magnesium carbonate, magnesium citrate, magnesium hydroxide, magnesium oxide, magnesium sulfate
Magnesium is an essential mineral. It helps the way that more than 300 enzymes work. It’s needed for nerve and muscle activity. It also controls the electrical and muscle activity of the heart. Magnesium is in many antacids and laxatives. It's found in many foods. Because of this, magnesium deficiency is rare.
Magnesium is needed for many functions in the body. These include:
Activating enzymes that help break down carbohydrates
Helping control nerve irritability
Magnesium helps bone and tooth enamel form. It’s needed to convert protein, carbohydrates, and lipids into energy. It also helps make protein, RNA, and DNA. Magnesium helps break down (metabolize) of many substances in the body.
Magnesium is used as a laxative. This is often done in the form of magnesium sulfate or magnesium citrate. Magnesium citrate is given to cleanse the bowel before taking X-rays, CT scans, or MRIs of the abdomen.
It is used in some treatments for heartburn and upset stomach due to acid indigestion
Magnesium is also used to prevent and treat low magnesium levels. This is called hypomagnesemia. In hospitals, magnesium is used to treat preeclampsia and eclampsia. These issues can happen in pregnancy and right after childbirth.
Magnesium works with calcium, vitamin D, and parathyroid hormone to make healthy bone tissue and tooth enamel.
Your healthcare provider may prescribe magnesium to treat certain heart problems. These include:
Heart rhythm problems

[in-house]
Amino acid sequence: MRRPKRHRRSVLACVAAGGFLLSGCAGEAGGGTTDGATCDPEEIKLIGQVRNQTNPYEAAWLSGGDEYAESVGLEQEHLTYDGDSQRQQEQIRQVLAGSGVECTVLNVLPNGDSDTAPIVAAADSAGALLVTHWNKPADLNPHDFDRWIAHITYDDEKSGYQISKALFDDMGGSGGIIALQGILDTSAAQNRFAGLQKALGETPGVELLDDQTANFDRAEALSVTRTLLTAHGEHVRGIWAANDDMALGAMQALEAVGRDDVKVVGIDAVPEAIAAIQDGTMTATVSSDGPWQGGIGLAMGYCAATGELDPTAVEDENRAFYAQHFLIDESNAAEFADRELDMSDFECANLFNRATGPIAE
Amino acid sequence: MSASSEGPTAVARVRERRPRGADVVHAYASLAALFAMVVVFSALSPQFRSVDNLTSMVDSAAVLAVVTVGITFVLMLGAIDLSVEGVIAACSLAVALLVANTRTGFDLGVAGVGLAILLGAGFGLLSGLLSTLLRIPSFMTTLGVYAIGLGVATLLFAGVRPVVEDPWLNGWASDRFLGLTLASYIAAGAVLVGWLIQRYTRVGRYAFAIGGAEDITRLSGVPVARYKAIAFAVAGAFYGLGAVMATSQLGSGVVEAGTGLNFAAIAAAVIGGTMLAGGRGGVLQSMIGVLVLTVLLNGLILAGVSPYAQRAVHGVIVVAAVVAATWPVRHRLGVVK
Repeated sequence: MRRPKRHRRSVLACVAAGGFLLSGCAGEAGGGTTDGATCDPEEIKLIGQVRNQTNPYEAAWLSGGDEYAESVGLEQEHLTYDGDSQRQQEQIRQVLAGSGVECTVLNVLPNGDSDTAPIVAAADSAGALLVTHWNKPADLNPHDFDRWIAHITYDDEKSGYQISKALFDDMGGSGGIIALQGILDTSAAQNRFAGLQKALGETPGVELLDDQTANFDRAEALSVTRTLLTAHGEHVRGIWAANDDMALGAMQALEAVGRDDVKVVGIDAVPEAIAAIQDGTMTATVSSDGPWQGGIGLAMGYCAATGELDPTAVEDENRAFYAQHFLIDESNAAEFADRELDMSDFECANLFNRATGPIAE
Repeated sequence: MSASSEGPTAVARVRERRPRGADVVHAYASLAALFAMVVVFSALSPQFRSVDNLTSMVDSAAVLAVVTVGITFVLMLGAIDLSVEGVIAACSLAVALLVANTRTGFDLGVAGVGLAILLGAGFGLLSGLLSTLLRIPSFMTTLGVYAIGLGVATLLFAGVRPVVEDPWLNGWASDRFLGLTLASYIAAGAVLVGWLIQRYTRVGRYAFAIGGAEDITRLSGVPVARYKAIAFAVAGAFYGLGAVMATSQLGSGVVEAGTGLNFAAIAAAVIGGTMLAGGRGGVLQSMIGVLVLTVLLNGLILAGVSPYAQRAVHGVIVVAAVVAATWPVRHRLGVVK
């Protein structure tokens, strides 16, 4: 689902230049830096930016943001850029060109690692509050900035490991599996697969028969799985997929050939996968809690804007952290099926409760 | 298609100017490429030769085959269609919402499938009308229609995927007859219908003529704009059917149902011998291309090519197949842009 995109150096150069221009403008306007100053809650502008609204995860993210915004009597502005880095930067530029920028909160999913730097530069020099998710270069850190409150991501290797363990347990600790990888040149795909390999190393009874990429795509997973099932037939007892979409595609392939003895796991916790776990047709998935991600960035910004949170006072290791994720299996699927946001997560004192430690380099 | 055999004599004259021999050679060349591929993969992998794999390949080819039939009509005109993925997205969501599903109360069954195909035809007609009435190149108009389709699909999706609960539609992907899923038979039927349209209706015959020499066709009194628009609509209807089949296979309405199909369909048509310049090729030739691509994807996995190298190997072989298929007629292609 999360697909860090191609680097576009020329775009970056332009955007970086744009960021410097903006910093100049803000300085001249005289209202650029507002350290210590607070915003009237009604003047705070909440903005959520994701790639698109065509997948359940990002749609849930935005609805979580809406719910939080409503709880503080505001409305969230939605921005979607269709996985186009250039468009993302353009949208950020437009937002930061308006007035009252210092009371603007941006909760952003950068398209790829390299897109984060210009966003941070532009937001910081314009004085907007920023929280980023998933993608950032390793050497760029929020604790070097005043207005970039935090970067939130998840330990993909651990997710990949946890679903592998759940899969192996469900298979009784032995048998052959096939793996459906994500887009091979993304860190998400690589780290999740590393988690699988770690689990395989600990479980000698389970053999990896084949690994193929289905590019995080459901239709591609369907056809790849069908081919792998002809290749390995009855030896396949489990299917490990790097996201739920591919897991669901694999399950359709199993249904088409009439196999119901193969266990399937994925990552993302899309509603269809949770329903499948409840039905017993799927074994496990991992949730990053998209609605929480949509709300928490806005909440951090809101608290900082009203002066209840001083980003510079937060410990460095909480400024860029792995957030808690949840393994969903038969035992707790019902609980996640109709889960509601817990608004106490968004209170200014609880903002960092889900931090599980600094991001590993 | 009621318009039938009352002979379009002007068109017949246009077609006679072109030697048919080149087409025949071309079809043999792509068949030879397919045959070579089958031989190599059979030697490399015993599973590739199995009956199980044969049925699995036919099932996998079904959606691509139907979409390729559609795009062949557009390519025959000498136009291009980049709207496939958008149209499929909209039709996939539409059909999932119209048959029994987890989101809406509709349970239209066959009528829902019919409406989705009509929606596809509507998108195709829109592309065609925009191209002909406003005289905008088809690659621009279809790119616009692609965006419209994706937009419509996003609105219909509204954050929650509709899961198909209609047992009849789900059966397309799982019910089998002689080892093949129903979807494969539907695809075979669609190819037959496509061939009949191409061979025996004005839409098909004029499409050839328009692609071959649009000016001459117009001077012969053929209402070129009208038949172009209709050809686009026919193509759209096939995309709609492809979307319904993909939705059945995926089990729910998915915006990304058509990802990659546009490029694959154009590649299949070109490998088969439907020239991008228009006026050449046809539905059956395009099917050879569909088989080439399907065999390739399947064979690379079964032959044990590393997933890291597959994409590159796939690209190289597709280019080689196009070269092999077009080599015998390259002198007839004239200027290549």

Congestive heart failure
It may also be used during cardiac surgery.
There may be benefits that have not yet been proven through research.
Help maintain health of muscles, bone, and nerve tissues
Help with anxiety and depression
Induce sleep in people with insomnia
Relieve premenstrual syndrome (PMS)
Prevent muscle cramps, muscle weakness, and fatigue
Prevent heart disease
Prevent hardening of the arteries (arteriosclerosis)
Prevent high triglyceride levels
Magnesium is measured in milligrams (mg). The Recommended Dietary Allowance is RDA.
Infants (0–6 months)
Infants (6 months to 1 year)
Children (1–3 years)
Children (4–8 years)
Children (9–13 years)
Boys (14–18 years)
Girls (14–18 years)
Men (19–30 years)
Women (19–30 years)
Men (31 years and older)
Women (31 years and older)
Pregnant women (14–18 years)
Pregnant women (19–30 years)
Pregnant women (31 years and older)
*Adequate Intake (AI)
Magnesium supplements come in many forms. Each form has a different amount of magnesium. Magnesium oxide and magnesium hydroxide have the highest amounts of it. Magnesium gluconate and magnesium gluceptate have the lowest.
Dose may be noted as the amount of magnesium. Or it may be noted as the percentage. Read the label to see how what is noted. You can learn the amount of elemental magnesium in a food. To do this, multiply the percentage of magnesium by 10. One (1) gram of magnesium oxide has 60.3% of magnesium or 603 mg.
You should take magnesium supplements with food. This can help prevent diarrhea.
You may need more magnesium if you have any of these:
A malabsorption syndrome
Take water pills (diuretics) regularly
Having vomiting or diarrhea
Have burns over large areas of the body
Extreme athletic activity
Moderate-to-heavy alcohol use
You may also need more magnesium if you are an athlete who restricts calories.
Nutrient content per 100 grams
Magnesium is in nearly all foods. Because of this, it’s rare to have a diet low in magnesium. Signs of deficiency may include:
Abnormal heart rhythm
Lack of coordination
Loss of appetite
Taking too much magnesium can cause diarrhea. This is the most common side effect. It can also cause:
Low blood pressure (hypotension)
Magnesium supplements may be dangerous for some people. This includes:
People with kidney problems
People with a heart block
Women who are pregnant or breastfeeding talk to their healthcare providers before taking any supplements.
Magnesium is used in many antacid forms. These can cause diarrhea. Taking magnesium with food may help prevent this side effect.
Magnesium may change the effects of some medicines. These include:
Proton pump inhibitors
Tell your healthcare provider about all medicines you take before you take magnesium.